by ADA TSENG

An 18 Mighty Mountain Warriors creative brainstorming session may not be what one would expect from such a zany, boisterous Asian American comedy team. As Greg Watanabe and Michael Chih Ming Hornbuckle discuss possible new sketch ideas for their upcoming show in San Diego, topics include the recent affirmative action bill in California; China’s growing influence on Hollywood contrasted with the fear-inspiring headlines about China in American media; Cambodian refugee communities that have come to the U.S. through San Diego’s military bases; and even the Korean “comfort women.”

“I’ve always wanted to do a sketch about Korean ‘comfort women,’ but I have yet to figure out how to make it funny,” says Hornbuckle, referencing the very serious issue of Korean women and girls who were forced into sexual slavery by the Imperial Japanese Army during World War II. Survivors, and their supporters, have been fighting for an apology and reparations from the Japanese government for decades.

“Would it be about making fun of the Japanese [denial]?” Watanabe muses, before launching into a discussion about how there were actually some Japanese activists trying to get the issue addressed in the 1970s, and how the challenge would be to contextualize the sketch, as many audience members may not have heard of the “comfort women.” (more…)

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Author: Cassandra Kwok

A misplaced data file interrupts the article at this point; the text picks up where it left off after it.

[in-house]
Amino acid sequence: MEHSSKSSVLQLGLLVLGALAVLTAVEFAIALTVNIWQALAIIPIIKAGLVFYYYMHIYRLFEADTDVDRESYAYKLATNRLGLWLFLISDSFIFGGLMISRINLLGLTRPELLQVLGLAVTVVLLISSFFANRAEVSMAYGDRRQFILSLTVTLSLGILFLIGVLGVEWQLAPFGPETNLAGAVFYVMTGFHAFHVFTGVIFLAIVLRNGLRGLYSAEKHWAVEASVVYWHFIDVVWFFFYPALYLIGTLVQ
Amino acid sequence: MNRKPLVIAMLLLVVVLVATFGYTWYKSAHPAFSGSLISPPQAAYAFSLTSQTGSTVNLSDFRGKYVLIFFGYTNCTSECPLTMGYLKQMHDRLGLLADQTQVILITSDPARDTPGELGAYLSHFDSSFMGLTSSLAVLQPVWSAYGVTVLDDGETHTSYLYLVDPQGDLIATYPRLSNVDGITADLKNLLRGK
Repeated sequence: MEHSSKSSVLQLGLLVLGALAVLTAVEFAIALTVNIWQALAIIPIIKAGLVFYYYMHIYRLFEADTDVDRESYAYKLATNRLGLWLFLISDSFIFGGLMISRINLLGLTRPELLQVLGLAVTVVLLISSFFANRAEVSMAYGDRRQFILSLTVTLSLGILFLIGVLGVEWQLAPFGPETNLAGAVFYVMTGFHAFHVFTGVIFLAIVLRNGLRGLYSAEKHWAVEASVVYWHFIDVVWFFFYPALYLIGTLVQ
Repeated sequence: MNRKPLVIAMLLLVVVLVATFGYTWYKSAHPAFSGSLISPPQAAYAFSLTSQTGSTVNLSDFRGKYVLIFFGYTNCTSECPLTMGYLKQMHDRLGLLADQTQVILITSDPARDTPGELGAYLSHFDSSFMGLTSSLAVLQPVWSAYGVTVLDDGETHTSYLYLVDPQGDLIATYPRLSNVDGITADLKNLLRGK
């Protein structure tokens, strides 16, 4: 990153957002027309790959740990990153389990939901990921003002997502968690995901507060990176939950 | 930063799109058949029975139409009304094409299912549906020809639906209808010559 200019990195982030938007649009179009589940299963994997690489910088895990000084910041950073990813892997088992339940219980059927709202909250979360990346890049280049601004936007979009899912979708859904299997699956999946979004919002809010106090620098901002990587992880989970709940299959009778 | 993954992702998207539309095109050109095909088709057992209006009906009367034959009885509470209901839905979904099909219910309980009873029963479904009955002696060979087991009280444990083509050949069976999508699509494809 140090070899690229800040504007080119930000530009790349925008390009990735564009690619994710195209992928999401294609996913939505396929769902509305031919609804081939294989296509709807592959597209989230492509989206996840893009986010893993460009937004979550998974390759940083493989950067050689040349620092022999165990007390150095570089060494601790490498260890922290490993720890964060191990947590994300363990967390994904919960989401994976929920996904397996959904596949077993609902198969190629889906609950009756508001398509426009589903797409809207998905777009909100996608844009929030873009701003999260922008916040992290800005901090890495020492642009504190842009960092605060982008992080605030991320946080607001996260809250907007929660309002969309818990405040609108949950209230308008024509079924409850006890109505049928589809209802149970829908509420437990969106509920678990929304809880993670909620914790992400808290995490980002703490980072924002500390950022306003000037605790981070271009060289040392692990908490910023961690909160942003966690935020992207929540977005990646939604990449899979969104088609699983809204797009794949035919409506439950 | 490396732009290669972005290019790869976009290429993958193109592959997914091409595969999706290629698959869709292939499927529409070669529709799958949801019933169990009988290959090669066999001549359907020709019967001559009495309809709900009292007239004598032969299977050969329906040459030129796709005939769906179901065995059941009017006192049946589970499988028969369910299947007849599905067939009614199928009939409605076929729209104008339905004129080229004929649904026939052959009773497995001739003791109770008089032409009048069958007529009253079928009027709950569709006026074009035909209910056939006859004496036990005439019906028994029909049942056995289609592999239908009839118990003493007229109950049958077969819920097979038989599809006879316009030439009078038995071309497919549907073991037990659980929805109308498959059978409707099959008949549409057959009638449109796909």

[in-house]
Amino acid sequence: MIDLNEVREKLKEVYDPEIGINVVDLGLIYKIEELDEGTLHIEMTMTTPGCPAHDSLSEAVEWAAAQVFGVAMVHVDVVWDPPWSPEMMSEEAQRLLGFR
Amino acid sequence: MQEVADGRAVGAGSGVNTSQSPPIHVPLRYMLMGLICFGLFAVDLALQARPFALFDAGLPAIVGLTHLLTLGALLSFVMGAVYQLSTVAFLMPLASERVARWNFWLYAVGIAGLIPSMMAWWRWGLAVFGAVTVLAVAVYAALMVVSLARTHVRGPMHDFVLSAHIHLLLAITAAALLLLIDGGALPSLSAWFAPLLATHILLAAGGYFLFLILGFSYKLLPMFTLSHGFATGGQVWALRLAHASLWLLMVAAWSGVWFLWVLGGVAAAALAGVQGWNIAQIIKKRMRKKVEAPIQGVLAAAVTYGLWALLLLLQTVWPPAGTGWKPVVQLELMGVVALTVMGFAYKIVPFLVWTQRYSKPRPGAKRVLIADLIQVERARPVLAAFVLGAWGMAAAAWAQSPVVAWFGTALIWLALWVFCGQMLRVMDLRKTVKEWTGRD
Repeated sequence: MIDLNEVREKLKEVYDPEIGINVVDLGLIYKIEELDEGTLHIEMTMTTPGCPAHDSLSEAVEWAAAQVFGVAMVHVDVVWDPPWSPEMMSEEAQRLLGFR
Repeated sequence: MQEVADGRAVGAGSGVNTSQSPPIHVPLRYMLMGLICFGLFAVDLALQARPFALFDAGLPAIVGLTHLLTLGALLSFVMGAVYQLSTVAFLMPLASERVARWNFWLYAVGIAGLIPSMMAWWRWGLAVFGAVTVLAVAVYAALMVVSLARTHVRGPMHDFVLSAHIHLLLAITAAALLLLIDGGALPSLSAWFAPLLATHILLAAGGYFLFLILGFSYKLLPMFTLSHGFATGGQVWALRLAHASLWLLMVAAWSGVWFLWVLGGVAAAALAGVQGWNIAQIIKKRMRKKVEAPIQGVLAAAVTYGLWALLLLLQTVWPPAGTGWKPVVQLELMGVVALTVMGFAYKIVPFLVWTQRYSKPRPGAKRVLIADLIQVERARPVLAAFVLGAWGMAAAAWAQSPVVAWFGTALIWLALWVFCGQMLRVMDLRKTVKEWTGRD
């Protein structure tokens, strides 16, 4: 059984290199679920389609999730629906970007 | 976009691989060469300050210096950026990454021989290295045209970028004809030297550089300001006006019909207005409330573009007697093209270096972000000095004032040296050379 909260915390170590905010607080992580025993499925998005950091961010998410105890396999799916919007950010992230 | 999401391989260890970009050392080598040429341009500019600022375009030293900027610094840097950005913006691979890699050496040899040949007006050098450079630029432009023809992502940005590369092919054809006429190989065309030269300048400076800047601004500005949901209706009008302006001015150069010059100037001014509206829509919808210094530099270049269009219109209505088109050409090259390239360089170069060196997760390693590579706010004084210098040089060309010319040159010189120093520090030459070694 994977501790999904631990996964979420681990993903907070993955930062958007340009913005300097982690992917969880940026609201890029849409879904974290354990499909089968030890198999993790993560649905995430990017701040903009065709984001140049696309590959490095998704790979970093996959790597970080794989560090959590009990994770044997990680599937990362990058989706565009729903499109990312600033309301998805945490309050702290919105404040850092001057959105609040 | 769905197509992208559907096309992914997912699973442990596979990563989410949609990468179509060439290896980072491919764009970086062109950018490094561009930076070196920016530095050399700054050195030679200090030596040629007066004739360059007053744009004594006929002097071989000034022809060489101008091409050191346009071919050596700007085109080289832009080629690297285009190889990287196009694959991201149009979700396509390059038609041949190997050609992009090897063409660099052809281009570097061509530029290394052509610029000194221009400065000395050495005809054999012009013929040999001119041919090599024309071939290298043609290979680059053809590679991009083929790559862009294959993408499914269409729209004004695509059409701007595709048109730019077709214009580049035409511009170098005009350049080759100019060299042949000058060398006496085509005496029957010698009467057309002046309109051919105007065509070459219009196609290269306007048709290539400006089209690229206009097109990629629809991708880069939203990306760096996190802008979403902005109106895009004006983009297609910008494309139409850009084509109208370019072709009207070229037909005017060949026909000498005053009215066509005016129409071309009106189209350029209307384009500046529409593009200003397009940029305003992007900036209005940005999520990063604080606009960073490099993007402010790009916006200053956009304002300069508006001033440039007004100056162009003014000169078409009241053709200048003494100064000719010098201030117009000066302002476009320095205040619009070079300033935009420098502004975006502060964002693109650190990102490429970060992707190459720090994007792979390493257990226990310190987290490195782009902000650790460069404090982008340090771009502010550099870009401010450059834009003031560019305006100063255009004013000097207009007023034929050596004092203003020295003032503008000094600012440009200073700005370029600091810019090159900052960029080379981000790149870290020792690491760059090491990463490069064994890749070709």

Posted: April 18th, 2014
Filed Under: April 2014 , Back Issues , BLOG
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Vice Principal Rescued From SKorean Ferry Found Hanged

Rescue workers install floats where the capsized passenger ferry sank in the sea off Jindo island. 
Photo via Reuters/Yonhap

The South Korean ferry tragedy, from which over 260 people are still missing, has added another casualty, after the vice principal from the high school that had over 300 of its students on board was found dead in what is believed to be a suicide.

Kang Min-kyu, one of the 179 passengers rescued, was found hanging from a tree at a small mountain on Jindo island, near a temporary shelter where families of those still missing have gathered to learn the fate of their loved ones. The vice principal at Danwon High School in Ansan, Kang had organized the school’s annual field trip to Jejudo, the destination to which students and faculty never reached.

The 52-year-old had been missing since Thursday. The South Korean daily JoongAng Ilbo reported that, before Kang went missing, police had questioned him about whether he took proper care of 325 students and 14 teachers as the ferry was sinking,